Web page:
EU demands clarity on Brexit divorce bill when talks resume
A day before Brexit talks resume, chief EU negotiator Michel Barnier challenged the Prime Minister and her troubled government on whether she planned on following the US's model of social and economic deregulation or continuing to operate within Europe's mainstream.
Speaking in Rome on Thursday ahead of Friday's resumption of talks, Barnier told his audience the comments made by the US commerce secretary on a recent visit to Number 10 left him with several concerns.
"When I hear the US secretary of commerce, Wilbur Ross, call in London for the British to diverge with Europe to better converge towards others – towards less regulation, environmental, sanitary, food, probably also financial, fiscal and social – I'm wondering," said Barnier.
"The United Kingdom has chosen to leave the European Union. Will it also want to move away from the European model? That's another question."
"There is behind this European regulatory framework the fundamental societal choices we hold: the social market economy, health protection, food security, fair and efficient financial regulation … it is up to the British to tell us whether they still adhere to the European model," he added.
Barnier also stated that the UK would have to offer up further details on just how much of the estimated €60bn separation settlement it was willing to pay as Germany began to apply pressure on Brussels to take a more commanding approach to negotiations and tell Downing Street, that unless an agreement was reached on the financial settlement in the coming weeks, there would be no hope of discussions on a future relationship with the EU states.
Westminster has demanded that there be some sort of discussion regarding future arrangements before the settlement was agreed upon in order to aide withdrawal issues relating to financial settlement, citizens' rights and the problematic border between Northern Ireland and the Republic.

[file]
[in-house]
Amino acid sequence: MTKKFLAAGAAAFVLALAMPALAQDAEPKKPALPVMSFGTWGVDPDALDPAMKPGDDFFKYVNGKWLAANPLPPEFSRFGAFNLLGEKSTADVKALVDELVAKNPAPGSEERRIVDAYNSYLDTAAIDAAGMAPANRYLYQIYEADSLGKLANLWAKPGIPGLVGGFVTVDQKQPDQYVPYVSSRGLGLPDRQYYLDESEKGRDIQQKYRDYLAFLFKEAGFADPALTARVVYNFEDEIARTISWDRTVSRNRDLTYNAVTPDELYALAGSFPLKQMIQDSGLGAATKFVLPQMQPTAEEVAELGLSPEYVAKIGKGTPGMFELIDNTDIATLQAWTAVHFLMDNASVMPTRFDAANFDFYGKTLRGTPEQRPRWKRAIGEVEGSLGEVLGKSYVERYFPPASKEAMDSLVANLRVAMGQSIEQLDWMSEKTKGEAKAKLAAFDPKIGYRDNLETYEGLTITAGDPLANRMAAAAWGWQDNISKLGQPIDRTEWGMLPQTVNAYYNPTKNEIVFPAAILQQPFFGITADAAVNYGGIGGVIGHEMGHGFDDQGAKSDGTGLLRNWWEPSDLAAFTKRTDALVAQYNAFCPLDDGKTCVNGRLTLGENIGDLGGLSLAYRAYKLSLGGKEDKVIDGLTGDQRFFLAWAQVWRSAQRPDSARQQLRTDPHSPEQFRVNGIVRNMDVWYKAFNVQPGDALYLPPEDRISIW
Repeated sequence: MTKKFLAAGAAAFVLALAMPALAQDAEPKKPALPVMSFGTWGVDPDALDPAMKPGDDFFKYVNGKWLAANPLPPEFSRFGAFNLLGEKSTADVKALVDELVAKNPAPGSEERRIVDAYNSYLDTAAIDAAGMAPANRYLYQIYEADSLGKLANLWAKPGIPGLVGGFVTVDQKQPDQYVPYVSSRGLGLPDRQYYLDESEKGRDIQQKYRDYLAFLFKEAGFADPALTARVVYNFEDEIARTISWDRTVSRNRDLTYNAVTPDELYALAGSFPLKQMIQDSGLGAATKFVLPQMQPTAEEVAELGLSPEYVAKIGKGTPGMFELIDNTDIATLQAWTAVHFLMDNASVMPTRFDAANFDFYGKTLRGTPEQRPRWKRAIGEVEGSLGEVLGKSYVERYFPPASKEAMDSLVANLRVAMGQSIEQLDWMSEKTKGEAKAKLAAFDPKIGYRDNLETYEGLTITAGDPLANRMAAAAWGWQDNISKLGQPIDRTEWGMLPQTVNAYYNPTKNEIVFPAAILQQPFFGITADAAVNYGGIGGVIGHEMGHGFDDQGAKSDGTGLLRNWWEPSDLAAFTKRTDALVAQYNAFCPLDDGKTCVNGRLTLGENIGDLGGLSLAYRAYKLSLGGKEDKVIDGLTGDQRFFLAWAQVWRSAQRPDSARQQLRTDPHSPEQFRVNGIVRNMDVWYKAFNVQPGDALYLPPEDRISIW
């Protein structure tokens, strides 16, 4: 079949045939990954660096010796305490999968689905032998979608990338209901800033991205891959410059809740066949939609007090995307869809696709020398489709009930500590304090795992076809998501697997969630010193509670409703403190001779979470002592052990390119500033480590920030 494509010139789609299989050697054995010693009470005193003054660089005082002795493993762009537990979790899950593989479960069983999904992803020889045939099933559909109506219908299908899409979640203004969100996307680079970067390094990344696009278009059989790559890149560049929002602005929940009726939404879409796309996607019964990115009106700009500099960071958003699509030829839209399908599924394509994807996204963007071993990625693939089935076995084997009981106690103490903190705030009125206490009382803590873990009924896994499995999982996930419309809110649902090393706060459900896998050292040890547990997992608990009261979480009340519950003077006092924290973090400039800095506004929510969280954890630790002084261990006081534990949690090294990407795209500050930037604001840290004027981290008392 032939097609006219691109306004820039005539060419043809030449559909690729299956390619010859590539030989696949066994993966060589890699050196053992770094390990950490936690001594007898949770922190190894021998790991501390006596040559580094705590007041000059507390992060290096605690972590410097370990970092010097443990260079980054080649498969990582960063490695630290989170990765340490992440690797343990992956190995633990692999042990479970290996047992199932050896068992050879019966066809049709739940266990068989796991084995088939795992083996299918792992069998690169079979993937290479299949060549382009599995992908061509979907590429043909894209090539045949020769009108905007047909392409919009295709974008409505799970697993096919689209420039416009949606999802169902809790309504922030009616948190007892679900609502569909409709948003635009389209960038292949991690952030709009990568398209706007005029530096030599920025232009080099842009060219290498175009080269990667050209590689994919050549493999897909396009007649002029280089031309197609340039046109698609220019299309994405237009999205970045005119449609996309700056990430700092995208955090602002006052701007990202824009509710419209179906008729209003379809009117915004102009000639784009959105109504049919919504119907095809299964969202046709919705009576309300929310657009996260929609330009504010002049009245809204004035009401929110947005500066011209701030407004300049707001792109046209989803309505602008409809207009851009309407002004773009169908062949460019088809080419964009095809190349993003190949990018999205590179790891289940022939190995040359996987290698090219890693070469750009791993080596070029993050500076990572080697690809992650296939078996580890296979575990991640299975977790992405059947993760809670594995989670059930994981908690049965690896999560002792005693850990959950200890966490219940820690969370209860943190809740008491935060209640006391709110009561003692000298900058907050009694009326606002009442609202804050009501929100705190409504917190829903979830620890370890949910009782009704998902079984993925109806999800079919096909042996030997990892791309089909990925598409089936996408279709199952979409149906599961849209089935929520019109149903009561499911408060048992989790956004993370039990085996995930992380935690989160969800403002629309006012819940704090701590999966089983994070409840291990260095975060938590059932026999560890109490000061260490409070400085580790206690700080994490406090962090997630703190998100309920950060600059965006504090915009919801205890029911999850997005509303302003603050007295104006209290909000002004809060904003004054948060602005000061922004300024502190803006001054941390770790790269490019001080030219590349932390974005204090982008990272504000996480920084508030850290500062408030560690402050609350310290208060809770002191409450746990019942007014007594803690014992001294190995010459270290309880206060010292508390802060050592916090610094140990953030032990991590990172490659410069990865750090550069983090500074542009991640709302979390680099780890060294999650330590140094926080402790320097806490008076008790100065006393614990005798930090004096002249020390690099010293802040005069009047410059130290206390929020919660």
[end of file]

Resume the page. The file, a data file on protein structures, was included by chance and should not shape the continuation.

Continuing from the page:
But last month European leaders have agreed to move internal discussions on Brexit onto issues of trade and the exit transition - but not with the UK negotiating team due to the "insufficient progress" made in negotiations.
Jacqueline Foster, deputy leader of the Tory party's MEPs, said on Thursday, "The UK set out a fair and reasonable offer on citizens' rights which is nearly ready to be signed."
"The commission say it's for the member states to sort out, but tell the member states they shouldn't talk to the Brits," she added.
At a summit of EU heads of state in Brussels in October, it was reiterated that moving talks to next negotiations on trade cannot begin until the UK agrees a rough financial settlement it will pay on leaving the bloc.
European Council president Donald Tusk confirmed that the EU27 had given the green light for the member states to begin internal discussions on the second phase, but that this would not yet be discussed with the UK.
Prime Minister Theresa May, who attended the summit, said that there were only a “small number” of outstanding issues left to be resolved and on Friday she refused to confirm or deny that she had been persuaded to increase her original offer of a €20bn Brexit divorce bill to the EU to progress to the next stage of talks.
May would only say that the UK will go through any agreement on contributions “line by line”.